Sunday, 5 February 2012


This is an academic book, I'm not an academic, and my interest in academic books is remote so why do I then bother introducing an academic book? Because I take from books what I like, and sometimes what I need, and in my experience good stuff can be found anywhere, and that includes academic books. Moreover, I'm very interested in the combination of words and images.

Andy Stafford's Photo-texts: Contemporary French Writing of the Photographic Image is based on nine case studies from the 1990s' French-speaking world (from France, North Africa and the Caribbean) and "attempts to define the interaction between non fictional written text (caption, essay, fragment, poem) and photographic image."

Since I'm not much into who wrote what, where and when, and since I do not really have the stomach for differentiating for the sake of differentiating (this is my view of most academic work), let me give you some of my personal nuggets (arguments that made me ponder previously neglected aspects; that however does not mean that I necessarily agree with them) of this tome:

"The book will answer, in very simple terms, the question posed recently by W.J.T. Mitchell, 'What do pictures want?' with the simple answer (in respect of photography at least): language."

"... a photograph, photographs, photography, have a radical provisionality in relation to language, which says that, within 'reason', any photographic image can be changed, to 'mean' something else, including the polar opposite of its original 'intention'; that, to quote Régis Debray, '(o)n ne peut pas faire dire à un texte tout ce qu'on veut à une image oui' ..."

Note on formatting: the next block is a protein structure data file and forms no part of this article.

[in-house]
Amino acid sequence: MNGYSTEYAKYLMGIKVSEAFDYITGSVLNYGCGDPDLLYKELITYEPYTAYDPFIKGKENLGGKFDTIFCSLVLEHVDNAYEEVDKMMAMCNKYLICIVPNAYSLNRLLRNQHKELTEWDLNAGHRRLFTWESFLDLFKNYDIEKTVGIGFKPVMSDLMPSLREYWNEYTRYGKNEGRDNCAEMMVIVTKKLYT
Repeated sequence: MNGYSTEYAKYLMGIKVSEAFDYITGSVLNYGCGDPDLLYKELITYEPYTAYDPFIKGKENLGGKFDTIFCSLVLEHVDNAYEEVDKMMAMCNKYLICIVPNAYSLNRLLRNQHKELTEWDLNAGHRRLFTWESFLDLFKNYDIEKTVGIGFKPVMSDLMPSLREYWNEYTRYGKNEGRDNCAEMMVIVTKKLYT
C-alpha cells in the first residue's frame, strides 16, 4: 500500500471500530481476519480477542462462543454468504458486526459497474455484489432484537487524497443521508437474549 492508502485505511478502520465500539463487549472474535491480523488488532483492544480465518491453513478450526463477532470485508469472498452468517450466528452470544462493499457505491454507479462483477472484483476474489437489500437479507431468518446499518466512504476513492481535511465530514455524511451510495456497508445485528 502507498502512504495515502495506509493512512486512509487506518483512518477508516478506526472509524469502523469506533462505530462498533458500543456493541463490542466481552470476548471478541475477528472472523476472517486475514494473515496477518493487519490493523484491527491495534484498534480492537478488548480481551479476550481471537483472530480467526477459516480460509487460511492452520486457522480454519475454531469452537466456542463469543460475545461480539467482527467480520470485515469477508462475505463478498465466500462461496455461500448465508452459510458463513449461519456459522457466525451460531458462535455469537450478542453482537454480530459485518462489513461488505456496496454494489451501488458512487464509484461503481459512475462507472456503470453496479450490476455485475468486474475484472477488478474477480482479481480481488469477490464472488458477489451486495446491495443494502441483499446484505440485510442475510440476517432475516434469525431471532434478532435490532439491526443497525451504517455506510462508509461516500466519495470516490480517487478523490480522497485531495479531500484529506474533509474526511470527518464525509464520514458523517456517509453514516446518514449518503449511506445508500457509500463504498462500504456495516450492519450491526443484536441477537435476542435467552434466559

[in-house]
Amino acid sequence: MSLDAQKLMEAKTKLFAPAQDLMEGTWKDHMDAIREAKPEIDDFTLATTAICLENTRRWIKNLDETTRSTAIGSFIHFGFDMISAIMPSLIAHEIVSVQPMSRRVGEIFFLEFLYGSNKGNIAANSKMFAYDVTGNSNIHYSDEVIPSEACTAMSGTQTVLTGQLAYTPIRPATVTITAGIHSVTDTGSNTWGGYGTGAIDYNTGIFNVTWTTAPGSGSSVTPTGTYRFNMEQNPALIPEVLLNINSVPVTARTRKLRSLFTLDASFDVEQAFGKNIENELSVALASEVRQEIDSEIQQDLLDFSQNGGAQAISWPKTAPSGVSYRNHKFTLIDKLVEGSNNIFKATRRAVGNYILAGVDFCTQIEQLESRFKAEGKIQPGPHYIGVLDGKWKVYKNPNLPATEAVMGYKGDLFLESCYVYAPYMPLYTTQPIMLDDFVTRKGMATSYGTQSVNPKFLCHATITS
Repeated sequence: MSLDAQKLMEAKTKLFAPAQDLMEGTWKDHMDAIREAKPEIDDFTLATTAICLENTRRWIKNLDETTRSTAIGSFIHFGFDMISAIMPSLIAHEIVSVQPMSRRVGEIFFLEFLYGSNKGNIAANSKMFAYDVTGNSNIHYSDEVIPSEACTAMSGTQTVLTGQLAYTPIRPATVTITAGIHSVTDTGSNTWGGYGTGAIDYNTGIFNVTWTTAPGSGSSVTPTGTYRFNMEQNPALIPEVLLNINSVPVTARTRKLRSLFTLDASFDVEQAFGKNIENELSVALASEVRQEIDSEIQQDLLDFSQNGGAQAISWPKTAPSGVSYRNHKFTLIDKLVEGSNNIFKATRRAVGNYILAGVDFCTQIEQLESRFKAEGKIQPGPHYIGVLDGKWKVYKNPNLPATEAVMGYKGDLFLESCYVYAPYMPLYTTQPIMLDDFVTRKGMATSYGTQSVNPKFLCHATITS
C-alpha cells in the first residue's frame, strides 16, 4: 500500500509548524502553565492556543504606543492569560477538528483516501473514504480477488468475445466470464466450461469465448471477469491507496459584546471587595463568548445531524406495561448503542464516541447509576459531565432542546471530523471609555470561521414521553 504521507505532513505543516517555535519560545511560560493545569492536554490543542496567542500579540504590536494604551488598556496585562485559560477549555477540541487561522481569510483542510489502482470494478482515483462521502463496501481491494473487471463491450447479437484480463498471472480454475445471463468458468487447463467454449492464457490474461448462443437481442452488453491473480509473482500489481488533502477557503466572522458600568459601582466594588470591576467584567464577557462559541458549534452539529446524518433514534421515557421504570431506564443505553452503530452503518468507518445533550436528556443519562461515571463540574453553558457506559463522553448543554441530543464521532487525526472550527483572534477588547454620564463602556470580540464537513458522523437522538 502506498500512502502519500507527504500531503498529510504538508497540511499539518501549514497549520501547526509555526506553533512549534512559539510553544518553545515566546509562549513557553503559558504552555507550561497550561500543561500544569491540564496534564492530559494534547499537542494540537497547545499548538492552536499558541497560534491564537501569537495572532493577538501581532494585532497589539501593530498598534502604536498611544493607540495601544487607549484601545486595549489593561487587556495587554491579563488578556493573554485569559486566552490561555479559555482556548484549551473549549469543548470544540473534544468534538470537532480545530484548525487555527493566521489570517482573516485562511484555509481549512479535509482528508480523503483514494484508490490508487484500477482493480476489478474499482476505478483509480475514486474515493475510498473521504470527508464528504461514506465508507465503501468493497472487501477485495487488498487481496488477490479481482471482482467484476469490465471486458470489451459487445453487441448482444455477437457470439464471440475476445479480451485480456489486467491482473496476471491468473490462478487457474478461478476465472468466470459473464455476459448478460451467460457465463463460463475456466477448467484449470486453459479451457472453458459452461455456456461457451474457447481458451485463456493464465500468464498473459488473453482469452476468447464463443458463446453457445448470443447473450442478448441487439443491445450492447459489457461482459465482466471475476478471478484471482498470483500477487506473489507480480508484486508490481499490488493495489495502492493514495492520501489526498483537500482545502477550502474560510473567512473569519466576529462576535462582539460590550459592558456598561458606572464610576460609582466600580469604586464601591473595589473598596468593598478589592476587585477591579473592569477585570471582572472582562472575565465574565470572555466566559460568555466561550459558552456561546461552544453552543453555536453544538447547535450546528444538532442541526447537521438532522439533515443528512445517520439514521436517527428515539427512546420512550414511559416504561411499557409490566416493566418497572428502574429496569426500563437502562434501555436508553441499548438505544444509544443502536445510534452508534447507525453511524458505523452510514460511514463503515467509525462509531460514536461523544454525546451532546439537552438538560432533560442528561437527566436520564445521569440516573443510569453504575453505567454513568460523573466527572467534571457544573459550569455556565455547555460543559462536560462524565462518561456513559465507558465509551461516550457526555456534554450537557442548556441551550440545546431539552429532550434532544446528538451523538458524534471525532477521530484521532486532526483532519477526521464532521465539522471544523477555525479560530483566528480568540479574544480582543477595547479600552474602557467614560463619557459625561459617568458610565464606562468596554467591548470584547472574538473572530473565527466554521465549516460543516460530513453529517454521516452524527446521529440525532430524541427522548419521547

"Apprendre à 'lire une photo', n'est-ce pas d'abord apprendre à respecter son mutisme?" (Régis Debray).

"How to decide, now, what is 'good'? And perhaps this will be a function of the photo-text: a distinction of the good from the babble of contemporary photographic practice."

"... photography does not belong to history; it gives history; (...) the truth of history is to this day nothing but photography." (Eduardo Cadava).

"For Flusser, the battle to 'break' the magic circle which photography forms around us is a battle to recognize the automatic nature of the photograph, to accept that we can only think currently in 'photographic categories', in short, not to allow the apparatus, the camera, to enslave us to the perceived magic of the photographic image."

"Il n'y a aucune innocence à presser le bouton (...); sa banalisation extrême nous fait oublier le sens d'un acte dont il faut réapprendre combien il implique notre présence au monde et le rapport que nous entretenons avec lui. (...) Il nous faut (...) y éduquer le regard." (Anne-Marie Garat).

"... what matters in photography is what it does, not what it is."

I readily admit that the selection of these quotes has been rather arbitrary the ones I consider pretentious nonsense: "écriture et photographie n'ont pas à se completer l'une l'autre, mais à s'éloigner autant que possible l'une de l'autre, si elles veulent peut-être se recontrer" (Gilles Mora), I did intentionally leave out. And I could of course have chosen quite some others. May the ones presented here arouse your curiosity!

PS: The notes and the bibliography alone merit the acquisition of this work. A richer source on the topic of photo and text is difficult to imagine.

Andy Stafford
Contemporary French Writing of the Photographic Image
Liverpool University Press
Liverpool, 2010

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